President Donald Trump on Wednesday won the dismissal of a lawsuit against him by Maryland and the District of Columbia that challenged payments made to his Washington hotel by foreigners while he has been in the White House.
A three-judge panel in the U.S. Circuit Court of Appeals for the Fourth Circuit in a decision said that Maryland and D.C. “do not have Article III standing to pursue their claims against the president” that he violated the emoluments clause of the U.S. Constitution.
A federal judge in New York on Tuesday denied a bid from the Justice Department to replace the team of lawyers on the census citizenship question case, writing that its request to do so was “patently deficient.”
The department had earlier this week announced its intention to swap out the legal team on the case — without saying exactly why. A person familiar with the matter said the decision was driven in part by frustration among at least some of the career lawyers who had been assigned to the case about how it was being handled, though the department wanted to replace those in both career and political positions.
(Bloomberg) — Members of Britain’s Parliament delivered a sharp warning to the country’s next prime minister: they will not allow him to pursue a no-deal Brexit without a fight.
In a dramatic result Tuesday evening, MPs narrowly passed a measure aimed at stopping the U.K.’s future leader forcing the country out of the European Union without an agreement, against their wishes. The result sets up another potential crisis in British politics in the weeks and months ahead as the U.K.’s leaders grapple with the intractable tensions of Brexit.
Minutes after the vote, the two men vying to become prime minister clashed on television over the same issue that dominated the debate in the House of Commons: whether they would be willing to close down Parliament in order to deliver Brexit — with or without a deal — by the deadline of Oct. 31.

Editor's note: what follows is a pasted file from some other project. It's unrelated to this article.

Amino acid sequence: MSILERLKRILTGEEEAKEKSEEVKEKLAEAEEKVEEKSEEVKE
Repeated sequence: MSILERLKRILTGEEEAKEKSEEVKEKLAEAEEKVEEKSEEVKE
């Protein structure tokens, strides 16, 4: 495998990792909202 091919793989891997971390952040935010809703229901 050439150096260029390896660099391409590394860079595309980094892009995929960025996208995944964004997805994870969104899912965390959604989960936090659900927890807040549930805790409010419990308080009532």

Boris Johnson, the front-runner in the leadership contest, refused to rule out suspending Parliament if it’s the only way to complete Brexit on time, while his rival, Foreign Secretary Jeremy Hunt, rejected the idea.
The world’s largest supplier of consumer goods says China’s factories are getting “urgent and desperate” as worried U.S. retailers accelerate a move out of the country amid heightened trade tensions.
China will see more factory shutdowns as the trade war that’s roiled the global supply chain exacerbates an exodus, said Spencer Fung, chief executive officer of Li & Fung Ltd. The company, which designs, sources and transports consumer goods from Asia for some of the world’s biggest retailers including Walmart and Nike, is being pushed by American clients to shift production out of China.
“U.S. clients are definitely very, very worried,” Fung said in an interview with Bloomberg. “Everyone is making razor-thin margins already and most people have a huge percentage in China. So if the biggest source increases the price by 25%, they are worried,” he said, referring to the scale of tariffs threatened on all Chinese imports to the U.S. by President Donald Trump.
WASHINGTON — In the summer of 2016, Russian intelligence agents secretly planted a fake report claiming that Democratic National Committee staffer Seth Rich was gunned down by a squad of assassins working for Hillary Clinton, giving rise to a notorious conspiracy theory that captivated conservative activists and was later promoted from inside President Trump’s White House, a Yahoo News investigation has found.
Russia’s foreign intelligence service, known as the SVR, first circulated a phony “bulletin” — disguised to read as a real intelligence report —about the alleged murder of the former DNC staffer on July 13, 2016, according to the U.S. federal prosecutor who was in charge of the Rich case. That was just three days after Rich, 27, was killed in what police believed was a botched robbery while walking home to his group house in the Bloomingdale neighborhood of Washington, D.C., about 30 blocks north of the Capitol.